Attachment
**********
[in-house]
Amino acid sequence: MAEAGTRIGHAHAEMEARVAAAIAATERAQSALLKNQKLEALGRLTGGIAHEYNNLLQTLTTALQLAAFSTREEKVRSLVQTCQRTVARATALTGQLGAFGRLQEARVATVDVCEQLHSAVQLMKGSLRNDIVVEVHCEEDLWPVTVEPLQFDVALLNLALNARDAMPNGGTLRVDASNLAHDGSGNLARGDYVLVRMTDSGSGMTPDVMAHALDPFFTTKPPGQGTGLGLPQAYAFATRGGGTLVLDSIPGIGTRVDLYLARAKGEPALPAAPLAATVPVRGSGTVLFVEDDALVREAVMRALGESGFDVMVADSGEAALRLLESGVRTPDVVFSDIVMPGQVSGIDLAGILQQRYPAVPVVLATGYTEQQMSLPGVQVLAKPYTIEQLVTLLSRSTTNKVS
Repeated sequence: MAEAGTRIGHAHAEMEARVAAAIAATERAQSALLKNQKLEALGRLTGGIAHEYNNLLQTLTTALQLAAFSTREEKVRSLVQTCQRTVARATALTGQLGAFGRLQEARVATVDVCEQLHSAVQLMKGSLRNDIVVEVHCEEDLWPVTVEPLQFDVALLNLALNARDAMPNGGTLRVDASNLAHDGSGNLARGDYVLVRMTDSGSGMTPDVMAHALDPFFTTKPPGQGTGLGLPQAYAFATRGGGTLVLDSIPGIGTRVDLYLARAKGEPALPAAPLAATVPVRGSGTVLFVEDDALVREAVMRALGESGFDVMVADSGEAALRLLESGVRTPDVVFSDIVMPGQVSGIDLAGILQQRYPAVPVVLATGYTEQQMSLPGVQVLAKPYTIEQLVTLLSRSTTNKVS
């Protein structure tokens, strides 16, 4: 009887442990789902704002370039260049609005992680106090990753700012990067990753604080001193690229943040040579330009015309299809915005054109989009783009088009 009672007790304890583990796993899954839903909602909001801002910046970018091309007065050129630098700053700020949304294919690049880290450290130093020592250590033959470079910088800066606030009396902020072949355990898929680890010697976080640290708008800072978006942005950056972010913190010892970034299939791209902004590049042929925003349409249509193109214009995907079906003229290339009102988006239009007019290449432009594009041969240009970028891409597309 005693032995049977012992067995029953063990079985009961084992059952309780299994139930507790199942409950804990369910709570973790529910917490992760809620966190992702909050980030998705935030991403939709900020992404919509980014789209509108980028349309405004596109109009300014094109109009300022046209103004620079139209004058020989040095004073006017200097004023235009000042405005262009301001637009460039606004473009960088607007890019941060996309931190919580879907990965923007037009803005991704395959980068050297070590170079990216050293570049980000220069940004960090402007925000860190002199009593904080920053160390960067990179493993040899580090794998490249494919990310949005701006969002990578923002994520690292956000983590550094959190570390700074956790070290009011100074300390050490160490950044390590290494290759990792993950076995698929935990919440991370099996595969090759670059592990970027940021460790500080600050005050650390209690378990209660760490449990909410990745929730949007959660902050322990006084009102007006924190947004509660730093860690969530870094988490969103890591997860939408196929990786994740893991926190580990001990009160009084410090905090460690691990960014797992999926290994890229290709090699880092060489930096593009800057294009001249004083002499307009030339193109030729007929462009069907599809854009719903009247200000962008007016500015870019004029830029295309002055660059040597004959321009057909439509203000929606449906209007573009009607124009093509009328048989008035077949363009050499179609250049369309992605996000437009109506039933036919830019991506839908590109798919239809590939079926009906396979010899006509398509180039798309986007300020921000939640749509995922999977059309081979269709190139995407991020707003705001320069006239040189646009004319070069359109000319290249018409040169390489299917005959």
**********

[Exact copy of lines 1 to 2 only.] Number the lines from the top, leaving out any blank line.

[in-house]
Amino acid sequence: MAEAGTRIGHAHAEMEARVAAAIAATERAQSALLKNQKLEALGRLTGGIAHEYNNLLQTLTTALQLAAFSTREEKVRSLVQTCQRTVARATALTGQLGAFGRLQEARVATVDVCEQLHSAVQLMKGSLRNDIVVEVHCEEDLWPVTVEPLQFDVALLNLALNARDAMPNGGTLRVDASNLAHDGSGNLARGDYVLVRMTDSGSGMTPDVMAHALDPFFTTKPPGQGTGLGLPQAYAFATRGGGTLVLDSIPGIGTRVDLYLARAKGEPALPAAPLAATVPVRGSGTVLFVEDDALVREAVMRALGESGFDVMVADSGEAALRLLESGVRTPDVVFSDIVMPGQVSGIDLAGILQQRYPAVPVVLATGYTEQQMSLPGVQVLAKPYTIEQLVTLLSRSTTNKVS